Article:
University of Chester says gender trigger warning 'is not about Harry Potter'
The University of Chester has denied that literature students are being warned that "difficult conversations" could arise from specifically reading the first Harry Potter book.
The Times has reported that the English department issued an alert that Harry Potter and the Philosopher's Stone could raise issues about "gender, race, sexuality, class, and identity."
Author JK Rowling has previously divided views with her comments on transgender rights.
Freshers are required to read the book for their Approaches To Literature module, which also includes trigger warnings for Northern Lights by Philip Pullman and Suzanne Collins’s The Hunger Games.
The newspaper said the advice appears in an online handbook beneath a list of the three set texts the first year students must read.
It says: "Although we are studying a selection of young adult texts on this module, the nature of the theories we apply to them can lead to some difficult conversations about gender, race, sexuality, class, and identity.
"These topics will be treated objectively, critically, and most crucially, with respect. If anyone has any issues with the content, please get in touch with the module leader to make them aware."
The Times says the warning at the bottom of the module is not featured on any other reading lists, including works by Shakespeare, Arthur Conan Doyle and Charlotte Brontë.
However, the University of Chester says the paragraph was “generic rather than specific to the three texts".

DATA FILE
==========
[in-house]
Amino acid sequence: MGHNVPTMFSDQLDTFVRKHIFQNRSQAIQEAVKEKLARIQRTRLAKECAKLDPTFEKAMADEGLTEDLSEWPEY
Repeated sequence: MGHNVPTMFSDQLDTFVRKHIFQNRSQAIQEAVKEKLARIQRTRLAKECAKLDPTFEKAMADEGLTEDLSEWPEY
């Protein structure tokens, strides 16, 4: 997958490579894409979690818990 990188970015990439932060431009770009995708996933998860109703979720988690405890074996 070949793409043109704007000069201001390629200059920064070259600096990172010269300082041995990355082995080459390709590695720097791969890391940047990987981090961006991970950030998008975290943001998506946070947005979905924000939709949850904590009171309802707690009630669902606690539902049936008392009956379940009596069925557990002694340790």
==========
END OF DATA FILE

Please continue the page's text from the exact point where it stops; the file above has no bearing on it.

A spokesman added: "Those studying literature should expect to encounter all the issues, challenges and complexity of humankind. As a university we promote rather than avoid discussion on these.
"We do, of course, include a generic paragraph on our reading lists to draw attention to the opportunity for individual students to talk with tutors if anything is particularly difficult because of its personal relevance.
"Tutors know how to signpost students to specialist support which is occasionally needed, but often the tutorial or seminar discussion is sufficient for a student to put an issue in context.
"For further clarification the Department agreed a standard form of words for Level 4 students (usually joining from school or college).
"The module picked out uses this generic text and an additional paragraph just to reiterate that young adult texts can also prompt important conversations."
Course leader Dr Richard Leahy has previously appeared to criticise the author, tweeting in March 2019: “JK Rowling reveals that he is not the best mate of mine.”
Some schools have removed references to the author, and Harry Potter film stars including Daniel Radcliffe and Emma Watson have distanced themselves from the views which Rowling has defended.
The author featured in a 20th anniversary reunion TV show, but only in clips from old interviews.